From the 13-second knockout of Jose Aldo to bus smash shame: The highs and lows of Conor McGregor
Former UFC featherweight and lightweight champion Conor McGregor has announced his retirement from the sport.
The 30-year-old Irishman said on his Twitter account on Tuesday morning that he had decided to call it a day, having won 21 of his 25 MMA fights.
Here is a look at the highs and lows of a controversial career.
Victory over Jose Aldo
The hype around McGregor was growing rapidly and hit new heights in December 2015 with a 13-second blowout of a champion who boasted a 10-year unbeaten streak that spanned 18 fights. The win proved McGregor could back up his bravado and the 1.2million pay-per-view buys was a UFC record for a non-heavyweight contest.
Five months on from a shock first defeat in the UFC to Nate Diaz, McGregor returned to Las Vegas in August 2016 for a rematch with the American at the welterweight limit, 25 pounds heavier than where he reigned at featherweight. McGregor started strongly and floored his rival three times inside the opening two rounds. The resilient Diaz fought back to finish the fight on top, only to lose a majority decision.
McGregor was the headliner as the UFC was staged in New York for the first time in November 2016 and marked the occasion by joining all-time greats Randy Couture and BJ Penn in winning UFC titles across two weight classes, while he was the first to hold two belts at the same time. Eddie Alvarez was knocked down three times in the opening round before being stopped three minutes into the second in what would prove to be McGregor's last UFC outing for almost two years.
Lucrative change of sports
McGregor's boxing match with world champion Floyd Mayweather divided opinion, with many deriding it as a complete mismatch. Predictions that Mayweather would win in the first round proved wide of the mark and it took until the 10th for him to win by TKO, the 50th victory of his career. Perhaps more significantly, the contest generated enormous publicity and, according to the Nevada State Athletic Commission, Mayweather would earn a guaranteed purse of USD 100million (£75million) and McGregor was guaranteed USD 30million (£22million).
Unseemly altercation in UFC 202 build-up
The rematch with Nate Diaz featured a fracas at the pre-fight press conference. As Diaz was walking off-stage, McGregor said: "You'll do nothing, you'll do nothing. Shut your mouth you'll do f****** nothing, get the f*** out of here." Members of Diaz's entourage proceeded to throw water bottles at McGregor, who stood up to respond in kind.
Interference at Bellator 187
McGregor was ringside to support stablemate Charlie Ward as he made his Bellator debut against John Redmond in Dublin in November 2017. Ward dropped his opponent as the opening round came to a conclusion, appearing to signal an end to the fight, whereupon McGregor climbed over the cage to celebrate with his team-mate. However, referee Marc Goddard separated the pair as he attempted to find out whether the knockout was before the bell, leading to an irate McGregor to remonstrate with the official and push him during a melee. After being led out of the cage, McGregor slapped a commissioner who attempted to stop him from entering the ring again.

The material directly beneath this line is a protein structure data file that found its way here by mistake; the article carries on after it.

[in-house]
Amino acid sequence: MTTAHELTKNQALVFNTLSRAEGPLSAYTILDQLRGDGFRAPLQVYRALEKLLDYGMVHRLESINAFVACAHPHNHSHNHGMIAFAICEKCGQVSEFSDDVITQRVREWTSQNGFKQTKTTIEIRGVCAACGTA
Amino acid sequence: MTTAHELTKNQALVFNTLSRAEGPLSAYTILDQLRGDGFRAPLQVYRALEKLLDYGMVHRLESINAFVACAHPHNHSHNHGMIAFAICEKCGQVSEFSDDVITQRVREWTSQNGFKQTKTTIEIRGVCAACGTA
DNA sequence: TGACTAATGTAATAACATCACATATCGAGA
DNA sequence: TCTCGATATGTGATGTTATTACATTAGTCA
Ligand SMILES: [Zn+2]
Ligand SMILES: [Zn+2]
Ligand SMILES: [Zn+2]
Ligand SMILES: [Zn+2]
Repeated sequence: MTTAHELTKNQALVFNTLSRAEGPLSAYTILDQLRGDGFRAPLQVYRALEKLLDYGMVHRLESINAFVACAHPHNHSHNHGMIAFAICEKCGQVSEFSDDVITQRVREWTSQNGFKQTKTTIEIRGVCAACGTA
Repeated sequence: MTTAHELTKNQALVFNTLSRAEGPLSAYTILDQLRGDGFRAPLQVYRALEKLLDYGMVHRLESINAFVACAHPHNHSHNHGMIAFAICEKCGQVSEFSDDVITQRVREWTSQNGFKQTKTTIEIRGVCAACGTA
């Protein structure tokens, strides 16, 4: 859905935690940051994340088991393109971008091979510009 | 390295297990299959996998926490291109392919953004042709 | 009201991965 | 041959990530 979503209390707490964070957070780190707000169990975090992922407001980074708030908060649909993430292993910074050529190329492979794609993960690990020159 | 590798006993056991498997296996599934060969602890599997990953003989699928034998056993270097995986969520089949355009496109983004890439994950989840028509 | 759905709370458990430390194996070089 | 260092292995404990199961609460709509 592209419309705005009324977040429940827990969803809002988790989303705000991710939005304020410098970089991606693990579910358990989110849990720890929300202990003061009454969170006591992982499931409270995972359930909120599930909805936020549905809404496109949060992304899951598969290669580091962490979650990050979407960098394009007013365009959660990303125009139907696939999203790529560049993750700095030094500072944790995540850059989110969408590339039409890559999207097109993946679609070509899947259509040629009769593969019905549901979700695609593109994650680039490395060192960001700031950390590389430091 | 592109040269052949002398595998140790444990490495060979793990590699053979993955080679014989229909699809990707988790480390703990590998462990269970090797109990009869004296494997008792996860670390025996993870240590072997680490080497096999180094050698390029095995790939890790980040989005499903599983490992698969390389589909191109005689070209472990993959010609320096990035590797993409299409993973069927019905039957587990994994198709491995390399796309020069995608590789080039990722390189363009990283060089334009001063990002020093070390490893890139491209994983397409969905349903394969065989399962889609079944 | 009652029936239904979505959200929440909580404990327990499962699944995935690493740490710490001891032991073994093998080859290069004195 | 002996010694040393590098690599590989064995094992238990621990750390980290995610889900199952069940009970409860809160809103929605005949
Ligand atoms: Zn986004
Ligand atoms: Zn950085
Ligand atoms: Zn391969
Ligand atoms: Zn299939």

Gatecrashing a UFC 223 media day
Six months later McGregor, apparently incensed that his friend and training partner Artem Lobov had had an uncomfortable run-in with Khabib Nurmagomedov, responded by launching an attack on a bus containing several UFC fighters, including his Russian foe. McGregor was filmed throwing a hand truck at the bus window, injuring several people. His actions were described as "the most disgusting thing that has happened in the history of the company" by UFC president Dana White and led to his arrest. He later pleaded guilty to disorderly conduct and was sentenced to five days of community service. Days after the incident, Nurmagomedov succeeded McGregor as lightweight champion after the latter was stripped because of inactivity.
Defeat to Nurmagomedov
McGregor made a losing return to the UFC in October 2018 after tapping out to bitter rival Nurmagomedov on another controversial night. The Irishman made his comeback after nearly two years away but was thoroughly outclassed by Nurmagomedov, whose rear-naked choke forced a submission midway through the fourth round in Las Vegas. Immediately after McGregor tapped out, Nurmagomedov taunted his rival, threw his gum shield and jumped over the cage before flinging himself to attack a member of the Irishman's team. While this was occurring, McGregor was set upon by at least two alleged members of Nurmagomedov's entourage.
Accused of smashing fan's phone
In March 2019, McGregor was charged with robbery in the US after allegedly stamping on a fan's mobile phone. Miami Beach Police said the Irish fighter slapped the victim's phone out of his hands and "stomped on it several times" after the man attempted to take a picture of the UFC star. The report added: "The defendant then picked up the victim's phone and walked away with it." McGregor was charged with "strong-arm robbery and criminal mischief" after the incident outside the Fontainebleau Hotel on March 11.
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